‘Hi,’ she replied and nodded to Tina and Samantha, ‘How are things?’
Samantha smiled at Jasmine. Her style was more adult – denim miniskirt over light blue leggings and a bright yellow t-shirt.
‘Tina’s got problems,’ Samantha confided.
‘Oh?’ Jasmine said.
Tina leaned into the group and spoke in a stage whisper. ‘My wife’s giving me hassle.’
‘About dressing?’ Jasmine asked.
‘But she accepts that you do dress?’
Tina responded grumpily, ‘Tolerates, would be a better way of putting it although that seems to be wearing thin.’
‘Why?’ Jasmine wondered what was going on between Tina and her wife.
‘She won’t let me in the house dressed when Lucy’s awake.’
‘You had to get changed here did you?’ Jasmine asked. Some members arrived as men and did a transformation in the hall’s small Ladies loo.
‘No, I stopped in a layby and did a quick swap. I don’t know about going home. She might go crackers if I turn up at home like this.’
Jasmine inquired further, ‘Why is she less tolerant than she was?’
Tina shrugged. ‘She says that now that Lucy is nearly six and at school, she might get confused if she sees her father in a dress.’ Wearing clothes the girl might herself wear to a school-friend’s party, except for the suspenders and bra, she might be confused, Jasmine thought. ‘It might be partly what I spent on my new boobs,’ Tina added.
‘You need to talk,’ Samantha advised.
Tina looked rueful. ‘I think we’re passed that. She hasn’t spoken to me for days.’

………………………………. to be continued.



Jasmine in preparation

It’s been one of those weeks; a little bit of this a little bit of that, but I have made progress. The editing of the collection of Jasmine Frame stories is almost complete although I am still unsure about the title, Jasmine Frame: Training for Murder.  All the stories are from the period at the start of James/Jasmine’s police career. I am still thinking about better ideas.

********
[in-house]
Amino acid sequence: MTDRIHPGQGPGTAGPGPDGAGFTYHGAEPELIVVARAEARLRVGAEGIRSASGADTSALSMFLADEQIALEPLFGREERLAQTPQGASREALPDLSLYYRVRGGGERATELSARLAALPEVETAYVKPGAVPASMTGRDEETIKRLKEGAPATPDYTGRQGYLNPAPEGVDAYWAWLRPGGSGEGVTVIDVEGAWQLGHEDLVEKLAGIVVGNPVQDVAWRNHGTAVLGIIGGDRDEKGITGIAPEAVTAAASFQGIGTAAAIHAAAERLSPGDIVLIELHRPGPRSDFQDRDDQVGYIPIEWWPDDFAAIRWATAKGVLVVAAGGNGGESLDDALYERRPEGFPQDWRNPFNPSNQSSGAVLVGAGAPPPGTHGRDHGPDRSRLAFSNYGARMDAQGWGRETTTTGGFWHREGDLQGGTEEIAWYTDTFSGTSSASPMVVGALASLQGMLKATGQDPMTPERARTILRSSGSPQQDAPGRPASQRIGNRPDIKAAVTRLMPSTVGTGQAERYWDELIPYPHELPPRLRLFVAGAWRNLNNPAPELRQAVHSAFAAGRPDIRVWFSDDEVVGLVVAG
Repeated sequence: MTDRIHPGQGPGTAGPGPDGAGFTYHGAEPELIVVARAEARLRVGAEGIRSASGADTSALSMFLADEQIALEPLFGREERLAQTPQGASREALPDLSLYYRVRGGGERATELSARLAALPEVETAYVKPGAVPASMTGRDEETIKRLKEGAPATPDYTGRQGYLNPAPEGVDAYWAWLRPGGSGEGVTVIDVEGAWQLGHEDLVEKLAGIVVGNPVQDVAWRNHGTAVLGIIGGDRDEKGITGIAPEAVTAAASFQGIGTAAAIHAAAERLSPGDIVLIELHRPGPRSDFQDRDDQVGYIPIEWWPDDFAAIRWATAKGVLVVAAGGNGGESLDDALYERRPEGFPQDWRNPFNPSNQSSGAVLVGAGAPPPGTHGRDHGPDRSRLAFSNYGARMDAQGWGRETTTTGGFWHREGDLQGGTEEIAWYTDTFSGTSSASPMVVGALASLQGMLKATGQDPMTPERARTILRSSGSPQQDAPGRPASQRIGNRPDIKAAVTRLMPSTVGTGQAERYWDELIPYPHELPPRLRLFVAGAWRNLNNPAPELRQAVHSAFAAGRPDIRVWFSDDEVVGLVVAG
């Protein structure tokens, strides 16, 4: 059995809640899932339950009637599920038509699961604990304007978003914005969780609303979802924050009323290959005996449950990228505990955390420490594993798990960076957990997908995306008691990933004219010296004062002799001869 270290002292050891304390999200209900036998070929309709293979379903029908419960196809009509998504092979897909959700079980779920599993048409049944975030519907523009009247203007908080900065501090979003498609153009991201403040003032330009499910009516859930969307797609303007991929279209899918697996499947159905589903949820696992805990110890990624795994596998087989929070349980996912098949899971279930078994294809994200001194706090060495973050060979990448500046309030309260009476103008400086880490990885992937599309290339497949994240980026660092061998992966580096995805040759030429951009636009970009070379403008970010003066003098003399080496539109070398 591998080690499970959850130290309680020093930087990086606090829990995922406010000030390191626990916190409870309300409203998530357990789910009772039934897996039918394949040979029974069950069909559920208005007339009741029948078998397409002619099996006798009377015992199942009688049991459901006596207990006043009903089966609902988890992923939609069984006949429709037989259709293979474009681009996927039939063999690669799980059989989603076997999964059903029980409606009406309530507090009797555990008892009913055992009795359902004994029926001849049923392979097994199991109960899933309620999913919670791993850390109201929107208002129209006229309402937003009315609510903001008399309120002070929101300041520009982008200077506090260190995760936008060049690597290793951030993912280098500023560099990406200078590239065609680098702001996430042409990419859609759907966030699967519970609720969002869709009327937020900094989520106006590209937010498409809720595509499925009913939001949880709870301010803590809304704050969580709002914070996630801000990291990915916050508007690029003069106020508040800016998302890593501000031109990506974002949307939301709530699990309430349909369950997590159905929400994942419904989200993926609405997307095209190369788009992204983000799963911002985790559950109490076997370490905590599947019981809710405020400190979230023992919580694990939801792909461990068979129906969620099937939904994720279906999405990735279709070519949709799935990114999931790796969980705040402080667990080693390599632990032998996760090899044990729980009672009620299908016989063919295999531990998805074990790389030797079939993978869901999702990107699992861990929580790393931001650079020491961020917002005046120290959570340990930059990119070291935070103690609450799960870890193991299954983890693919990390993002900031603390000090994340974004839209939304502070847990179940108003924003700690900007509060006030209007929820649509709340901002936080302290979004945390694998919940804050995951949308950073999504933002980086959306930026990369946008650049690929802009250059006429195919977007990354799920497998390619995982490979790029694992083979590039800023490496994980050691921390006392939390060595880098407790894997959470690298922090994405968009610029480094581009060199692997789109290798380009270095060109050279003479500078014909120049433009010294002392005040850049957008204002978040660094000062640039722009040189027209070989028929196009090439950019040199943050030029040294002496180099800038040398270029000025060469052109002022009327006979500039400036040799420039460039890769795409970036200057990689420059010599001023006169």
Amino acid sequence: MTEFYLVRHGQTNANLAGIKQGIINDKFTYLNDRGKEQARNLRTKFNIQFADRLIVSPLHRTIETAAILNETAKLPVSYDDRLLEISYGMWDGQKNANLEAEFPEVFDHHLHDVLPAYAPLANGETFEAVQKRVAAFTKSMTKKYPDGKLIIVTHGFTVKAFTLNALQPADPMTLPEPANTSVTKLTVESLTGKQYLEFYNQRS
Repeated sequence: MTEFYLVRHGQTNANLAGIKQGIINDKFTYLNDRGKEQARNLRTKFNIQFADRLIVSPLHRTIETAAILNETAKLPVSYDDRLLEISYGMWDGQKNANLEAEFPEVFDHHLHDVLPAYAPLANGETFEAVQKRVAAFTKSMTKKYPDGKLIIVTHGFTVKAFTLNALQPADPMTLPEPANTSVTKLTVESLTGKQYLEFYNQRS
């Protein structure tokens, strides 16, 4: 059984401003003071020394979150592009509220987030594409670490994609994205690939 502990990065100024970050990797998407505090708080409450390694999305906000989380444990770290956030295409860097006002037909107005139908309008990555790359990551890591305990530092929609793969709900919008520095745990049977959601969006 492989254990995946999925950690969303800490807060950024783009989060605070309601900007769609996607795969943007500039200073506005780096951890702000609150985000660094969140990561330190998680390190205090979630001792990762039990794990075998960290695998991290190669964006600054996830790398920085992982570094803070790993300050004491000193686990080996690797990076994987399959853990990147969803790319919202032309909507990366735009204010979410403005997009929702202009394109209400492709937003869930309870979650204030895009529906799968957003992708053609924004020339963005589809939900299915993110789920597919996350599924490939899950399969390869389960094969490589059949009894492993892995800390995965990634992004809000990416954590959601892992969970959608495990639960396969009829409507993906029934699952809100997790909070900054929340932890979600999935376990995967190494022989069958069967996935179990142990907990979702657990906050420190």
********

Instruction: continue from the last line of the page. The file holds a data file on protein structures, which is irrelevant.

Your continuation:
20170930_130307I did have a bit of a down at one point with news that sales of my books are pretty slow. That could be my fault – I’m not doing enough to promote them – but I’m not sure what more there is to do on a limited budget. On the other hand I get an email asking for news of the next Jasmine Frame novel.  So I press on.

I note that the media obsession  with trans matters continues with a new series on ITV called Transformations.  It follows people undergoing transition.  I haven’t seen it yet but will comment more when I have. I’m about to do a few talks myself about being trans including the legal and medical aspects. The problem, or perhaps it isn’t a problem, is that everyone is different and that there are so many forms of transgenderism or gender fluidity.  It will be an interesting experience.

So with one thing and another I haven’t yet started the new Jasmine story. Next week?  As a substitute, here again is something I wrote earlier. It is also a piece I wrote for one of the writing groups I attend. I think the task was to write a letter of complaint. In fact I have added the reply too. It was an attempt at satire, not perfect which is why I have not bothered to find a home for it or sent it to any competitions but you can enjoy it or otherwise tear it to pieces.

The Devil’s Redundancy

Dear Lord and Master of All,
I am writing to complain about the redundancy notice I have been sent by your office. I would like to remind you of the contract I received when I accepted this posting outside Paradise. I draw your attention to the term ‘eternity’. Yes, I am appointed to run the underworld for eternity. Further my job description says I am to punish sinners for time without end. You can’t just rip up a contract like that just because you’re omnipotent, after what I’ve done for, what is it now, six thousand years.
You say the reason for my getting fired – that’s a good word isn’t it for the one who has been stoking the fires with a little help from my demons – is because I have been failing in my duty of tempting the good souls to whom you have given the Earth and all the living things within it. Well, I have some reasons for that.
First of all it is a question of numbers. Heaven may be infinite in size but the Earth isn’t, so there is only so much room in the underworld to accommodate all the sinners, allowing space for the punishments you insisted that I provide. The problem is that you let these humans proliferate so that I now have over seven billion of them to deal with at once, and that’s just the living. If you hadn’t made fornication so pleasurable for them I’m sure they wouldn’t breed so fast. So, with so many people to tempt it’s as much as I can do to get round each of them during their lifetimes as well as the time spent preparing new chambers of hell.